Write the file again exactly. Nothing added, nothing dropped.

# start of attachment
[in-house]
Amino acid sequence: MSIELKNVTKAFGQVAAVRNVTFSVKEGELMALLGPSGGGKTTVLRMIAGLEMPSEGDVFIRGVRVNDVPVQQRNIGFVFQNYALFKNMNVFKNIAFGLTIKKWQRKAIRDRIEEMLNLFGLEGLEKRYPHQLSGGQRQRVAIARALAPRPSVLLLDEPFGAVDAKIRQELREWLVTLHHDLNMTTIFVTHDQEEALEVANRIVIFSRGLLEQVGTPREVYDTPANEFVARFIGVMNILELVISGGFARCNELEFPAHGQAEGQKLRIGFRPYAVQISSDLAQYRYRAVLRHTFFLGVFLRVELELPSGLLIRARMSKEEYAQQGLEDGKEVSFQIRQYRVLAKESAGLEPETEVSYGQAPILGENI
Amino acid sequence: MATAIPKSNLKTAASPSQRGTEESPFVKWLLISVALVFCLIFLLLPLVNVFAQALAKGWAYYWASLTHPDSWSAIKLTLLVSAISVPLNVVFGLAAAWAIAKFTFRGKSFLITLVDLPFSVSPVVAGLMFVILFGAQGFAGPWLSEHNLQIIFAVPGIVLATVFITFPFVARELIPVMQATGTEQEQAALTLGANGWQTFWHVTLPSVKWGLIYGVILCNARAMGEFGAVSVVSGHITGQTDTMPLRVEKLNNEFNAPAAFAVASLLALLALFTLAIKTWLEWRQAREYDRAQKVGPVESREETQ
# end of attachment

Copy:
[in-house]
Amino acid sequence: MSIELKNVTKAFGQVAAVRNVTFSVKEGELMALLGPSGGGKTTVLRMIAGLEMPSEGDVFIRGVRVNDVPVQQRNIGFVFQNYALFKNMNVFKNIAFGLTIKKWQRKAIRDRIEEMLNLFGLEGLEKRYPHQLSGGQRQRVAIARALAPRPSVLLLDEPFGAVDAKIRQELREWLVTLHHDLNMTTIFVTHDQEEALEVANRIVIFSRGLLEQVGTPREVYDTPANEFVARFIGVMNILELVISGGFARCNELEFPAHGQAEGQKLRIGFRPYAVQISSDLAQYRYRAVLRHTFFLGVFLRVELELPSGLLIRARMSKEEYAQQGLEDGKEVSFQIRQYRVLAKESAGLEPETEVSYGQAPILGENI
Amino acid sequence: MATAIPKSNLKTAASPSQRGTEESPFVKWLLISVALVFCLIFLLLPLVNVFAQALAKGWAYYWASLTHPDSWSAIKLTLLVSAISVPLNVVFGLAAAWAIAKFTFRGKSFLITLVDLPFSVSPVVAGLMFVILFGAQGFAGPWLSEHNLQIIFAVPGIVLATVFITFPFVARELIPVMQATGTEQEQAALTLGANGWQTFWHVTLPSVKWGLIYGVILCNARAMGEFGAVSVVSGHITGQTDTMPLRVEKLNNEFNAPAAFAVASLLALLALFTLAIKTWLEWRQAREYDRAQKVGPVESREETQ